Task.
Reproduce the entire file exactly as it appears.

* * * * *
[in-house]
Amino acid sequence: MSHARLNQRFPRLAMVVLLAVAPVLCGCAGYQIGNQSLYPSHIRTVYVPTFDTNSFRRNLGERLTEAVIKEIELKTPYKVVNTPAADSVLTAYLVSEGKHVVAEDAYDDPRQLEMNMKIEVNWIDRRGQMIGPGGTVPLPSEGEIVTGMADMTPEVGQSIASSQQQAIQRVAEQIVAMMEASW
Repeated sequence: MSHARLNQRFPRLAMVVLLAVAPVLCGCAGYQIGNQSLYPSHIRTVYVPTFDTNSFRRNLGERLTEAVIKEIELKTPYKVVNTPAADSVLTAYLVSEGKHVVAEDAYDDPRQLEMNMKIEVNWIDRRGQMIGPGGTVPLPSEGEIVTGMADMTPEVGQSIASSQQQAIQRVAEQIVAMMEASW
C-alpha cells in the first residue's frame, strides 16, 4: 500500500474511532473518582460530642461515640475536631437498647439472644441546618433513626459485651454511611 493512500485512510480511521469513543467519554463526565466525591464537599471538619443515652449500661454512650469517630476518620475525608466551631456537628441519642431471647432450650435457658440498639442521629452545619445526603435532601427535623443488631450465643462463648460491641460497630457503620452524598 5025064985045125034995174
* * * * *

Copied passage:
[in-house]
Amino acid sequence: MSHARLNQRFPRLAMVVLLAVAPVLCGCAGYQIGNQSLYPSHIRTVYVPTFDTNSFRRNLGERLTEAVIKEIELKTPYKVVNTPAADSVLTAYLVSEGKHVVAEDAYDDPRQLEMNMKIEVNWIDRRGQMIGPGGTVPLPSEGEIVTGMADMTPEVGQSIASSQQQAIQRVAEQIVAMMEASW
Repeated sequence: MSHARLNQRFPRLAMVVLLAVAPVLCGCAGYQIGNQSLYPSHIRTVYVPTFDTNSFRRNLGERLTEAVIKEIELKTPYKVVNTPAADSVLTAYLVSEGKHVVAEDAYDDPRQLEMNMKIEVNWIDRRGQMIGPGGTVPLPSEGEIVTGMADMTPEVGQSIASSQQQAIQRVAEQIVAMMEASW
C-alpha cells in the first residue's frame, strides 16, 4: 500500500474511532473518582460530642461515640475536631437498647439472644441546618433513626459485651454511611 493512500485512510480511521469513543467519554463526565466525591464537599471538619443515652449500661454512650469517630476518620475525608466551631456537628441519642431471647432450650435457658440498639442521629452545619445526603435532601427535623443488631450465643462463648460491641460497630457503620452524598 5025064985045125034995174